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DUSSELDORF – Global fashion retailer C&A has upped its use of organic or BCI certified cotton to 65 per cent of its collections from 53 per cent in 2016. The figures are highlighted in its latest sustainability report, in which the company says it has committed to source two thirds of its materials from more sustainable sources by 2020. C&A remains the world’s leading volume buyer of certified organic cotton. Indeed, the company says more than 44 per cent of the raw materials used in its current collections – such as cotton, viscose and polyester – are now sourced “more sustainably.”

The business is also taking steps towards circular fashion having now brought more than 1.3 million pieces of C2C certified apparel to market.

Said Jeffrey Hogue, C&A’s global chief sustainability officer: “The Cradle to Cradle certification programme provides the vision for our circular economy strategy. Through the sourcing of Cradle to Cradle GOLD Certified garments we are offering the first collections in the industry that are produced at high social standards and with 100 per cent safe and non-toxic materials, 100 per cent renewable energy, 100 per cent recycled water, and where each garment is designed for it’s next life.”

In Europe and China, C&A has taken the step of committing to source 100 per cent of its man-made cellulosic fibres from suppliers who have practices in place to prevent ancient or endangered forest products entering their supply chain. The company also recently introduced its first recycled nylon products: lingerie certified to the Global Recycled Standard.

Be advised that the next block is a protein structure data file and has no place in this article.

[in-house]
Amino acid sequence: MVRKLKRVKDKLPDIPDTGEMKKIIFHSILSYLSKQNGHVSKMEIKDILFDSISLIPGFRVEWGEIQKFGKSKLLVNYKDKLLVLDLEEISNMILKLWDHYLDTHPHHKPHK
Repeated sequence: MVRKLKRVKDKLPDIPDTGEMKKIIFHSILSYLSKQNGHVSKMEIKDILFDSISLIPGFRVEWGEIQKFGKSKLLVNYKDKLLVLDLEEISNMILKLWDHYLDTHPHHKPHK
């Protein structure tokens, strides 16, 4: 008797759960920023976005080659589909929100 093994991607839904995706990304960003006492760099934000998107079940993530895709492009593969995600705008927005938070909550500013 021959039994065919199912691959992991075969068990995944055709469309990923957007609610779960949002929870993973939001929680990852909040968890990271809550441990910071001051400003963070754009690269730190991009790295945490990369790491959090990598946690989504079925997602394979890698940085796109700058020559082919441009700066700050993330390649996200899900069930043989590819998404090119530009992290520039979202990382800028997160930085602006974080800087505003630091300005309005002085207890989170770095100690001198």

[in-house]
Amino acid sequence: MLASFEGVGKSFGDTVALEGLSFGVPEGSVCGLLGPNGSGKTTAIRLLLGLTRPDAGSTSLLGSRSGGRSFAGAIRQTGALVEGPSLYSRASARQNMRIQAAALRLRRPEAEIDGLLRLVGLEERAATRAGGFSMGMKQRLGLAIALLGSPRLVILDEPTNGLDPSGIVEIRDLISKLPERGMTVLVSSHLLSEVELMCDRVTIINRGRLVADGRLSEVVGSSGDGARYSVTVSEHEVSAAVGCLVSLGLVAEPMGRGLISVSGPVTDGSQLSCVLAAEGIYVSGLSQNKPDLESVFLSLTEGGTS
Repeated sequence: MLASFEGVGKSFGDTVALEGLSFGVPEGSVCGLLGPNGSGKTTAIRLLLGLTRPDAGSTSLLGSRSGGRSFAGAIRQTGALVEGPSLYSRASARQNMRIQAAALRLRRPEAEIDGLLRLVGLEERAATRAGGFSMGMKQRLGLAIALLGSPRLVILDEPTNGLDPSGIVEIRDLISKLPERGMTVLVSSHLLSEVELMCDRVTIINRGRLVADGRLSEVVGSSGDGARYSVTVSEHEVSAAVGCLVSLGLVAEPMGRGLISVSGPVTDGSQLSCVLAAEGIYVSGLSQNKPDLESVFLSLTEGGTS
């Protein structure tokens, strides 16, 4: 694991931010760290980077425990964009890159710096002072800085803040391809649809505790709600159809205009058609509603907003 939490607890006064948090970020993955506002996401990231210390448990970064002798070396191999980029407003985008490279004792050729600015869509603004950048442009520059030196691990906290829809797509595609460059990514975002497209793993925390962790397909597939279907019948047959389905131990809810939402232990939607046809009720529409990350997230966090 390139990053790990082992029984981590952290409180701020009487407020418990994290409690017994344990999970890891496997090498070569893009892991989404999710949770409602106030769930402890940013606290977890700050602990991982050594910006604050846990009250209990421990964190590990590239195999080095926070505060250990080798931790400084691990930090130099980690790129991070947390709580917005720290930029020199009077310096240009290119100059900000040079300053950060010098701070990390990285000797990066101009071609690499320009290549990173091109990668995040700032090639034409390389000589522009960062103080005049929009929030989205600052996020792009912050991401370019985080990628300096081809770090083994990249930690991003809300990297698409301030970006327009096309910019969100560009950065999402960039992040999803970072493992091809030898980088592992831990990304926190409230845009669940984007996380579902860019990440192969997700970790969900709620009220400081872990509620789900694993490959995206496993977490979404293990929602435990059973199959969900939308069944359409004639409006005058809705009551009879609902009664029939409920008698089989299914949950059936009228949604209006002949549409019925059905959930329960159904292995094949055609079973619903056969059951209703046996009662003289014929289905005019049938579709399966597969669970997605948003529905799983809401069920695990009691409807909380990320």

“Our progress in 2017 is a direct result of how sustainability is embedded into our commercial organisations. Sustainability is an important part of how we design and source our clothing by ensuring that it has been sourced and made in a way that respects people, animals and the environment,” added Hogue.

To help its customers to make better informed purchasing decisions when it comes to the sustainability aspects of their clothes, C&A last year launched in its stores around the globe and online ‘#WearTheChange’, a global, multi-channel sustainability communications campaign. All products advertised under #WearTheChange are produced and sourced in a way that is claimed to be more sustainable than conventional methods.

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